Gummer unrepentant on feeding daughter a hamburger
Wednesday 09 December 1998
John Gummer, who held office at the Ministry of Agriculture, Fisheries and Food (Maff) from September 1985 to May 1993 - including a promotion in 1989 - told the BSE inquiry yesterday that in 1990 he had not heard any scientific evidence to back a ban on offal such as the spinal cord and gut. "In matters as important as these it is essential to have a personal benchmark to be applied to decisions wherever appropriate. In such circumstances I applied the test, `Would I be entirely happy for my children to eat this?'" Mr Gummer said.
So in 1990 he posed for photographers at an agricultural fair, pressing a hot burger on his daughter Cordelia.
The Southwood report, published in February 1989, had suggested such a ban on offals for humans because those would be the most infectious parts of cattle incubating the disease.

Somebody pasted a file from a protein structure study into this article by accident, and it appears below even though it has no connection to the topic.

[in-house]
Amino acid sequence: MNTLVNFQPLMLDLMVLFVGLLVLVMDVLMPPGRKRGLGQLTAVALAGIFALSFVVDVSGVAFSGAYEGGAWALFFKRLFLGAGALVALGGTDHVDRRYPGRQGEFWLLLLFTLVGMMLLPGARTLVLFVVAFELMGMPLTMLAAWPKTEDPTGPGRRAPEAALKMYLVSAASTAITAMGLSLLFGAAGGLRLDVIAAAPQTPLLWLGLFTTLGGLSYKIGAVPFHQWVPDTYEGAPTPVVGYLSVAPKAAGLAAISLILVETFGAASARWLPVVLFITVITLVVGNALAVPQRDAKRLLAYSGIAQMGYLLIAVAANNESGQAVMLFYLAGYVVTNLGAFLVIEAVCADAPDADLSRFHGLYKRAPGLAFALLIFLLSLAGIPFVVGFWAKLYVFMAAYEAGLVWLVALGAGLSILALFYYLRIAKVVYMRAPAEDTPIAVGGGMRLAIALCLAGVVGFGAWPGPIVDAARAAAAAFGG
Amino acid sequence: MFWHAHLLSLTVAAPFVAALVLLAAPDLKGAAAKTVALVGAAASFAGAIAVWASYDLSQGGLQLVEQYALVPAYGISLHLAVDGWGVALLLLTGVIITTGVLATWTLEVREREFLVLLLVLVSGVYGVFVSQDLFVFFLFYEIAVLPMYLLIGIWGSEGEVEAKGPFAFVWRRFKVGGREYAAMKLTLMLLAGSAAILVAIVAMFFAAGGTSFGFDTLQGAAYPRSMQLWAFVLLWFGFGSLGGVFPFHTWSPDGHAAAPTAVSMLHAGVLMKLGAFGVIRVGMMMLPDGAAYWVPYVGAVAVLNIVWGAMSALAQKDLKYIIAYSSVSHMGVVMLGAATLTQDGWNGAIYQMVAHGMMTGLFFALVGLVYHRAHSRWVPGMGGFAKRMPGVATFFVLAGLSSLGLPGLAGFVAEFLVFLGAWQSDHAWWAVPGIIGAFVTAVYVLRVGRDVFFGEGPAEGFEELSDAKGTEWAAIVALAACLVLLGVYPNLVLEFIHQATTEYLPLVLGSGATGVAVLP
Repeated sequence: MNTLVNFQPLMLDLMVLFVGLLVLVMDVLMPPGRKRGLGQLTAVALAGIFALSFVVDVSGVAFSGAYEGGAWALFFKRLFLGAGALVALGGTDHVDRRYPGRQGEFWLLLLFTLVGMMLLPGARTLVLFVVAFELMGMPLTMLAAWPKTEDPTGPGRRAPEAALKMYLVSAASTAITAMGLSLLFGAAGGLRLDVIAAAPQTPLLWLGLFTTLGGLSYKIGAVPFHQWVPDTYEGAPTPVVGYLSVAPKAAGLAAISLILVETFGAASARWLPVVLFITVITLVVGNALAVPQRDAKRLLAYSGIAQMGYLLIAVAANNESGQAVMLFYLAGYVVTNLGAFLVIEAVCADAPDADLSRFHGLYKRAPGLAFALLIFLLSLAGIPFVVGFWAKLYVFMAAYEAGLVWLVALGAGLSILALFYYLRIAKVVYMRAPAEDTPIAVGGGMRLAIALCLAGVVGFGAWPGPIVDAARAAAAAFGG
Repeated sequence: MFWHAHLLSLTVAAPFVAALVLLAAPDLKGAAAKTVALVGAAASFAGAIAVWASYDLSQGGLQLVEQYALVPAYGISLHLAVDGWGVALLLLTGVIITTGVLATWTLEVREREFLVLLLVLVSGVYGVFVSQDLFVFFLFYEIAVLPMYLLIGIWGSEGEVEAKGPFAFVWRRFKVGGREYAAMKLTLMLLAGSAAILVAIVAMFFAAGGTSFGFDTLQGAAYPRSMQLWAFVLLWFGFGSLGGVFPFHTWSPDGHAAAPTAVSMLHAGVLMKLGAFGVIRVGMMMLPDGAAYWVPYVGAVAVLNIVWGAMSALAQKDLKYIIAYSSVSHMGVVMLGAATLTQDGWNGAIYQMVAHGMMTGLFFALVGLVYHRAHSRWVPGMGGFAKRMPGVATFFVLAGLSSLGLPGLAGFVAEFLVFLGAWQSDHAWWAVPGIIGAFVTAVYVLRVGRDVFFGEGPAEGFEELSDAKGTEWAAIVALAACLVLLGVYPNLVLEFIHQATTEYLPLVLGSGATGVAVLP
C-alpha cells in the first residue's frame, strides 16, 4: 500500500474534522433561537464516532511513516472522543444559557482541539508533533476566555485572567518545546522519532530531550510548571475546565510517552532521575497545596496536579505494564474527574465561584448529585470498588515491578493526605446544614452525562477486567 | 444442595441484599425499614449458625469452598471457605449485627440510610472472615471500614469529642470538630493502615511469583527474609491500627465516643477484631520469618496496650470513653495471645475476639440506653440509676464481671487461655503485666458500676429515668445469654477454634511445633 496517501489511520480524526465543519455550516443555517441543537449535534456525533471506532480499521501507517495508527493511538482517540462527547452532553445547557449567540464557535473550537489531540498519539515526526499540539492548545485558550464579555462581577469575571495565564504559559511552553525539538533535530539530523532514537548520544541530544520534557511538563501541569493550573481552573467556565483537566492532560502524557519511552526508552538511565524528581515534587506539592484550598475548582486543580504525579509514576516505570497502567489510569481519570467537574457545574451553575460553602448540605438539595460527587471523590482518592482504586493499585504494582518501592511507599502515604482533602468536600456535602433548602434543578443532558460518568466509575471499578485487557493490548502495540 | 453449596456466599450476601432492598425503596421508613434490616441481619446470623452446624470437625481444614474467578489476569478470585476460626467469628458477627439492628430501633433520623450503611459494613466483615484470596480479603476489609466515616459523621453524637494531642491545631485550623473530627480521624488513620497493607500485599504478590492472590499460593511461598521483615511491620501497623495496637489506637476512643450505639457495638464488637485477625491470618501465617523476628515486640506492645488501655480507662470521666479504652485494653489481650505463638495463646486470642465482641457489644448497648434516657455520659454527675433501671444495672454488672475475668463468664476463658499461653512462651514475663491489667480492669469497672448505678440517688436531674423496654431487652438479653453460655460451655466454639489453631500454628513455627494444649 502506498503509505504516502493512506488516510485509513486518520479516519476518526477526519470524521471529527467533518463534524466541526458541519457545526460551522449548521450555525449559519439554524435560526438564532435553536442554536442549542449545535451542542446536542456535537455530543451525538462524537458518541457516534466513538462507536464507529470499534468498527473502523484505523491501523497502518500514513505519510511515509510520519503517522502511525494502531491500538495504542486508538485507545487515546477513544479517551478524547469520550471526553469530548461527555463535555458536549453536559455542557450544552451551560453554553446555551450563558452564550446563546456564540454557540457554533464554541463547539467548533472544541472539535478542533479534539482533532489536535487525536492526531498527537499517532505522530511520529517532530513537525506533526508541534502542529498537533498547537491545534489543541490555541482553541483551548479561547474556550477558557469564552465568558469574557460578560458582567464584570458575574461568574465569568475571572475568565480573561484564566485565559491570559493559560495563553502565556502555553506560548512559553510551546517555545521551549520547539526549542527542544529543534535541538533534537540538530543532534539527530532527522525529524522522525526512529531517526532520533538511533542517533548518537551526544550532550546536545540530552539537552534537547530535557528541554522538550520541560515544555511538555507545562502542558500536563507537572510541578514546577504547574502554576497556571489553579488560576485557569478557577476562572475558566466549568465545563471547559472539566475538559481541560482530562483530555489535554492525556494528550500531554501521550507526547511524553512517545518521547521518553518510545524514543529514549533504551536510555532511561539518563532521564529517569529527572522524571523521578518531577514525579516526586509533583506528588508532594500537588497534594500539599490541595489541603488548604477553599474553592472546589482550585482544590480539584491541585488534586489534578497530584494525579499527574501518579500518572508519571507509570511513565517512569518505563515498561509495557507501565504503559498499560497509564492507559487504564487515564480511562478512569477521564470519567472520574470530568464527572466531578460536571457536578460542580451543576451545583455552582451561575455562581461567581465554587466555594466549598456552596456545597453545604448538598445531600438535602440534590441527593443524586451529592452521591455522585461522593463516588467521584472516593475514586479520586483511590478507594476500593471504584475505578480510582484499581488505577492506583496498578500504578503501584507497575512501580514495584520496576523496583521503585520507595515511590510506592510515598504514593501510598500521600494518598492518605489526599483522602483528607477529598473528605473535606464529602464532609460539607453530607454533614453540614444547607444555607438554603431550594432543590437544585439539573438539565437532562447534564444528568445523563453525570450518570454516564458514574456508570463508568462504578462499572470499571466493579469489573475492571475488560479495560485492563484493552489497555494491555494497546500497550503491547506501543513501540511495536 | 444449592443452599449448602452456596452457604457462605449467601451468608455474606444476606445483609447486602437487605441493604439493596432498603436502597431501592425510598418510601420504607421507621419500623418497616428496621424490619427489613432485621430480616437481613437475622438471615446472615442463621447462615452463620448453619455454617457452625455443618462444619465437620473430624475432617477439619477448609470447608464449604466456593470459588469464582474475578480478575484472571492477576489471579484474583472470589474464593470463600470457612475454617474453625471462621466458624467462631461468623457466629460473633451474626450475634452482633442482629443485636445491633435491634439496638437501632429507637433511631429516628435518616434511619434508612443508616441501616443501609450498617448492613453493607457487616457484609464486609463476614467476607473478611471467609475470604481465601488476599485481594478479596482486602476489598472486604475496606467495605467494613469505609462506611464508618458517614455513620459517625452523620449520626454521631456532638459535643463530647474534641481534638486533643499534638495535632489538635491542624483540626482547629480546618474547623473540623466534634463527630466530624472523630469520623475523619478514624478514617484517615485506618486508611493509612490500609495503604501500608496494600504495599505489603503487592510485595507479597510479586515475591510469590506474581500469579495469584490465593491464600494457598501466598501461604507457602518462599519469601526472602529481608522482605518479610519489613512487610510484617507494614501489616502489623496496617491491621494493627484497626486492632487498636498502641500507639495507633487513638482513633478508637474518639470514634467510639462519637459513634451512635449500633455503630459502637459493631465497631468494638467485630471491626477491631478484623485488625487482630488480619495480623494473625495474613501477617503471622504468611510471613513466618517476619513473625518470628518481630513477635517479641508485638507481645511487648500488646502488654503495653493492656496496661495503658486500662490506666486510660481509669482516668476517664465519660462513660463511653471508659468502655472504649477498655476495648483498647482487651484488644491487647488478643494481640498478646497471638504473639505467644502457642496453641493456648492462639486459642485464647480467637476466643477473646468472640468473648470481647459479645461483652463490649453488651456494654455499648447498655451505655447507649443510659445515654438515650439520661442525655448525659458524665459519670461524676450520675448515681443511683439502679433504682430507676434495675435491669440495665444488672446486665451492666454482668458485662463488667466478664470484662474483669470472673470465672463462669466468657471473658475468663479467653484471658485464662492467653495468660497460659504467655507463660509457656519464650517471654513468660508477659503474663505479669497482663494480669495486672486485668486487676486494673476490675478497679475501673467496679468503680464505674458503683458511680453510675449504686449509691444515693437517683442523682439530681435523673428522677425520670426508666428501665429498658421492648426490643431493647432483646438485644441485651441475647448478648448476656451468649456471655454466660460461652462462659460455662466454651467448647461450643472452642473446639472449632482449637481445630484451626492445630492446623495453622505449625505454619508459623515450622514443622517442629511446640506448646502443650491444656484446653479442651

The previous ministerial team, including John MacGregor, had announced that such a ban would be implemented.
Mr Gummer said that despite the rising numbers of BSE cases - then nearly 5,000 annually - and although it was his job to implement the legislation, he did not feel a sense of urgency. He said: "The offal ban had not been asked for. On the other hand it was something we had determined to do."
He added that he did not then believe the ban was "essential for public health" and said that when he took over his ministerial position many local authorities whom he had to consult were on summer holiday.
Asked if he might have moved quicker if he thought there was a serious risk to public health he said: "All I can say is that was not put to me. In fact the opposite was put to me."
But Mr Gummer agreed that if legislation was seen as urgent there was often room to "find a way through". In fact, the offal ban was not introduced until November 1989 - 10 months after the Southwood report suggested it.
In the time Mr Gummer was at Maff, BSE was first identified and the epidemic peaked. But the first cases in humans, as CJD, were only recognised three years later.
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